No matter what happens to be in fashion within the horror genre in any given year, it seems that there will always be room for haunted house stories. Zombie tales, slasher flicks, and biological mayhem seem to wax and wane in their popularity but not haunted house movies: from The Old Dark House (1932) to The Conjuring (2013) – and hundreds of films in between – audiences never seem to get tired of innocent people poking through creepy old houses while something supernaturally unpleasant takes place.
Which logically brings us to The Woman in Black: Angel of Death (aka The Woman in Black 2: Angel of Death), a sedate, atmospheric, and (almost) entirely predictable follow-up to a movie that, while certainly solid enough, probably didn’t demand a Part 2, especially one absent the first film’s star, Daniel Radcliffe. Indeed, the only characters who return for the sequel are the titular woman and the monumentally creepy domicile in which she resides – but hey, the first movie was a solid enough hit (especially in its native Britain, where the hit stage play based on Susan Hill’s bestseller continues to pack them in night after night), so who can blame Hammer Films for trying to bang out a second chapter?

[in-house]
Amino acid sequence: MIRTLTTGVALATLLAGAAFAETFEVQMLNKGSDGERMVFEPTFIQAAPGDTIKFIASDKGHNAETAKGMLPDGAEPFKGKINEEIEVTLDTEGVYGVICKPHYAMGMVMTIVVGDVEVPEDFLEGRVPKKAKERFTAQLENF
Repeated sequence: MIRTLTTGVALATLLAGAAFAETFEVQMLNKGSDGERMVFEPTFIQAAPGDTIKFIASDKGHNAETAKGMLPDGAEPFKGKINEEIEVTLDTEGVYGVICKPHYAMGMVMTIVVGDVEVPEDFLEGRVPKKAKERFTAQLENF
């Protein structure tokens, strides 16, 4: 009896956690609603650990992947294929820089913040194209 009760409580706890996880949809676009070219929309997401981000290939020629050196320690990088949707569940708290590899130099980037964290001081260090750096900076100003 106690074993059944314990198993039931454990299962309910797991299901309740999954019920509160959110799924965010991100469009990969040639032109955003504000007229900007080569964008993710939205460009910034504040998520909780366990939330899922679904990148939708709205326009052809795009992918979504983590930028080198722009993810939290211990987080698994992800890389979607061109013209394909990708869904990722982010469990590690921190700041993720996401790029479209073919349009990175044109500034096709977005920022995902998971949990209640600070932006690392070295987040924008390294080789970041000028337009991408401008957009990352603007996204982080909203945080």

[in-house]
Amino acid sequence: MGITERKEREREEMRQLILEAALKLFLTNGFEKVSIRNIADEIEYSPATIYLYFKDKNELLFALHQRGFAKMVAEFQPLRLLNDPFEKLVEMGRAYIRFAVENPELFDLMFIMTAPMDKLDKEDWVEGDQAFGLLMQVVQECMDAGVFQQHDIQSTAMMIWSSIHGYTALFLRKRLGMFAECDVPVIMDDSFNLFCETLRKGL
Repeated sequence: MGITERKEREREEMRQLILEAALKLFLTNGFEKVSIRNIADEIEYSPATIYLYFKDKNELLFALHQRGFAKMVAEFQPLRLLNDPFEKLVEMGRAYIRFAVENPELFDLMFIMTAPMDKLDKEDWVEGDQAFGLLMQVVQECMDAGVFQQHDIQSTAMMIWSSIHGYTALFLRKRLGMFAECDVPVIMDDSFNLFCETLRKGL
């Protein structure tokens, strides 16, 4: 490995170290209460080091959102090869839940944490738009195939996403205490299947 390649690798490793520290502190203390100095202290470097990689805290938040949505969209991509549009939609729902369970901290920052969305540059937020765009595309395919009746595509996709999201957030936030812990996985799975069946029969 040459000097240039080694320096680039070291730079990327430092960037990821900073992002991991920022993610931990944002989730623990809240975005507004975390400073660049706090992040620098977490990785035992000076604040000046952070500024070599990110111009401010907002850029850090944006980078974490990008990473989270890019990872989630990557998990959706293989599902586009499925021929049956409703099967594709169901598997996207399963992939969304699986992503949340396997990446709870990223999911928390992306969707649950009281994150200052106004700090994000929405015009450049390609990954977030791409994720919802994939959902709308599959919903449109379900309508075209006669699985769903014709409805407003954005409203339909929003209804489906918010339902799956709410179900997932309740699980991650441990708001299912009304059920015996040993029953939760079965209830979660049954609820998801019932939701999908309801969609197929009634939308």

Fortunately, for all its stock scares and generally predictable plot machinations, there’s actually quite a bit to like about The Woman in Black: Angel of Death: the 1941 setting is a nice switch for those who are used to modern horror stories; the massive “Eel Marsh House” is as ominous as ever; and the set-up employed to get a new batch of victims stuck inside the edifice is rather quaintly compelling: two schoolteachers have taken eight children to the distant mansion in an effort to keep them safe during the horrific air raids of WWII – and it doesn’t take long before “the woman in black” sets her sights on one of the kids.
This simple but creative story hook quickly provides us with at least one grown-up heroine to get behind, not to mention a handful of unhappy kids to worry about – and then it’s pretty much a comfortably familiar tale of dark secrets, hidden passages, sudden jolts, and things that go bump in the night.
As this is a Hammer production, you can expect some wonderfully eerie production design, some crisp and clever cinematography, and a spooky musical score, even when you’re dealing with a few obvious story points you can see coming a few miles away. Leading lady Phoebe Fox does a fine enough job with a simplistically written character; young Oaklee Pendergast also provides a solid performance despite not having any lines (horror movie kids are creepy that way.) But make no mistake: in this movie, the house is the star.
An admirably old-fashioned ghost story mixed with just a dash of “evil kid” thematic material, The Woman in Black: Angel of Death isn’t quite as quietly compelling as its predecessor, but it still works as a classy and refined example of how to revisit the “vintage” horror vibe without resorting to silly humor, sloppy gore, or stupid irony.